Color: An Introduction to Practice and Principles, Third by Rolf G. Kuehni(auth.)

By Rolf G. Kuehni(auth.)

The one-stop connection with the necessities of colour technological know-how and technology?now absolutely up-to-date and revised

The totally up-to-date Third variation of colour: An advent to perform and Principles maintains to supply a very finished, non-mathematical advent to paint technological know-how, whole with historic, philosophical, and art-related topics.

Geared to non-specialists and specialists alike, Color essentially explains key technical options pertaining to gentle, human imaginative and prescient, and colour conception phenomena. It covers colour order platforms intensive, examines colour copy applied sciences, and experiences the historical past of colour technology in addition to its dating to paintings and colour concord. Revised all through to mirror the most recent advancements within the box, the Third Edition:

  • Features many new colour illustrations, now absolutely included into the text
  • Offers new views on what colour is all approximately, diverging from traditional thinking
  • Includes new info on notion phenomena, colour order, and technological advances
  • Updates fabric on such themes because the CIE colorimetric process and optimum item colors
  • Extends assurance of colour copy to show structures, images, and colour management
  • Contains a special timetable of colour in technological know-how and artwork, plus a word list of vital terms

Praise for the former editions:

"A great bridge to parts frequently now not lined in educational visible technology courses . . . outstanding."
?Joel Pokorny, visible scientist on the collage of Chicago

"A reliable addition to any library, this could be priceless for the colour pursuits of artists, designers, craftsmen, philosophers, psychologists, colour applied sciences, and scholars in comparable fields."
?CHOICE

Content:
Chapter 1 assets of colour (pages 1–21):
Chapter 2 what's colour and the way Did We Come to adventure It? (pages 23–36):
Chapter three From gentle to paint (pages 37–49):
Chapter four colour belief Phenomena (pages 51–78):
Chapter five Orderly preparations of colour (pages 79–112):
Chapter 6 Defining the colour Stimulus (pages 113–130):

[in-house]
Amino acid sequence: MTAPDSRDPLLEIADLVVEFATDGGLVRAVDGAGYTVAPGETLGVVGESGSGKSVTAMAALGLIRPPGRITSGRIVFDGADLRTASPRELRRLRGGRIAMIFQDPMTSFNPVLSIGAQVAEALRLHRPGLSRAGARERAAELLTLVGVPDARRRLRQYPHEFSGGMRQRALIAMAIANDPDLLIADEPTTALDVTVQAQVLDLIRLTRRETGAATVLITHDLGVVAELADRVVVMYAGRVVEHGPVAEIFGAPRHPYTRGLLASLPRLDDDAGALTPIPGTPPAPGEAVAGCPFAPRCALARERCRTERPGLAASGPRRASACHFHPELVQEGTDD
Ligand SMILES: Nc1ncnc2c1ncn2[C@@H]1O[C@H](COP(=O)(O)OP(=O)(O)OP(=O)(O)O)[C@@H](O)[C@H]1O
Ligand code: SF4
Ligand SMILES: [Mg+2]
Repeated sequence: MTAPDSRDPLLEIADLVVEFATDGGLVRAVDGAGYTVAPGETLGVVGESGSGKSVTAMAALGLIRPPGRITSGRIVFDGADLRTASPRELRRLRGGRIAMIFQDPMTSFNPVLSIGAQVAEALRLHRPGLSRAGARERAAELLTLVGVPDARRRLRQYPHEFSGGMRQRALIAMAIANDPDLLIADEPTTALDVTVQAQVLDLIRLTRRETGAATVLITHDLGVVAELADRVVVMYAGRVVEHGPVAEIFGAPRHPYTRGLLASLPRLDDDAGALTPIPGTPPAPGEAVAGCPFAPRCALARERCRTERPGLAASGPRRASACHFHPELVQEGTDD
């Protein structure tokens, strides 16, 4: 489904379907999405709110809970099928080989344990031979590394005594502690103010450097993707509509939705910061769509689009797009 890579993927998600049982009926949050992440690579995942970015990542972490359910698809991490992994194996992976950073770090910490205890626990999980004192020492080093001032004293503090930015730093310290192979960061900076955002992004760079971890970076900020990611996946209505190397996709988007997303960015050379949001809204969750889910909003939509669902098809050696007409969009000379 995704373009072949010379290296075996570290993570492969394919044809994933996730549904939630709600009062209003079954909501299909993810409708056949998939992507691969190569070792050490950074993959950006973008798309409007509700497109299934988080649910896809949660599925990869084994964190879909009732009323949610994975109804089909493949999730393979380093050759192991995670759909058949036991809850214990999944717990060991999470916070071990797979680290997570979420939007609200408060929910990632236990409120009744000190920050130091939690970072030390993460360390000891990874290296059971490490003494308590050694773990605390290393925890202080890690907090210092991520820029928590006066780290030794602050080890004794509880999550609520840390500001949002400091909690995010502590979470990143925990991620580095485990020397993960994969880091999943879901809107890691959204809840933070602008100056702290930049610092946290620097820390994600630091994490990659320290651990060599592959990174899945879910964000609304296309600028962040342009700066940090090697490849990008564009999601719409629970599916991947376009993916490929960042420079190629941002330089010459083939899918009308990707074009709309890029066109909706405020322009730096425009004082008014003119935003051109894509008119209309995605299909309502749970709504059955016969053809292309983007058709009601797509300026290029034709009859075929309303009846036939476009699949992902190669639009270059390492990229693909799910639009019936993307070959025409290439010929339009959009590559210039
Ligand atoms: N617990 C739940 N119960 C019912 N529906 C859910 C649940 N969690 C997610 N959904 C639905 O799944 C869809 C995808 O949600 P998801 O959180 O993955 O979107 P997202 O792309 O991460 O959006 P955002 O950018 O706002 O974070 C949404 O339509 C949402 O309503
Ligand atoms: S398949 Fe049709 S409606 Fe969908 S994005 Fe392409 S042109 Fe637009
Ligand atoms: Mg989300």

Chapter 7 Calculating colour (pages 131–149):
Chapter eight Colorants and Their blend (pages 151–166):
Chapter nine colour replica (pages 167–186):
Chapter 10 the internet of colour (pages 187–217):
Chapter eleven colour (Theory) in artwork (pages 219–241):
Chapter 12 concord of colours (pages 243–256):

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Additional resources for Color: An Introduction to Practice and Principles, Third Edition

Example text

Surprisingly, the relative number and spatial distribution in the retina of cone cells varies widely among color-normal individuals, with no apparent effect on color vision performance (see Fig. 5; Brainard et al. 2008). This is an indication that normalizations take place in the system at a later stage. Implicit cone sensitivity functions have been measured for the first time with good accuracy in the laboratory of the German physiologist Helmholtz in 1886 (König 1886; see Fig. 10). The absorbance curves have been measured in primates and have been reconstructed from perceptual tests of humans corrected for the average absorption properties of the media in the eye from the cornea to the retina.

However, the signal path and its modifications along the path ultimately resulting in color perceptions are, as mentioned, as yet not known in detail. Opponent cells of certain kinds already exist in cell layers in the retina, followed by others in the brain. But the path is of such complexity that so far it has resisted detailed analysis. Further discussion is found in Chapter 3. Three detectors, in principle, could have resulted in three pairs of chromatic opponent color systems. The fact that we only have two may indicate there was no evolutionarily significant need for further, more detailed discrimination capability, as is presumably available to other species equipped with tetrachromacy or even more kinds of detectors.

There are only approximately 7 million cones and they are located primarily in and near the fovea, the slight indentation in the retina at the end point of the visual axis. Rods are absent in the fovea. When moving away from the fovea, the number of rods first increases sharply and then declines toward the edge of the retina. org). edu, printed with permission). Rods and cones are transducers in which the physical energy of photons is converted to electrochemical energy, manipulated, and passed along the optic nerve deep into the brain.

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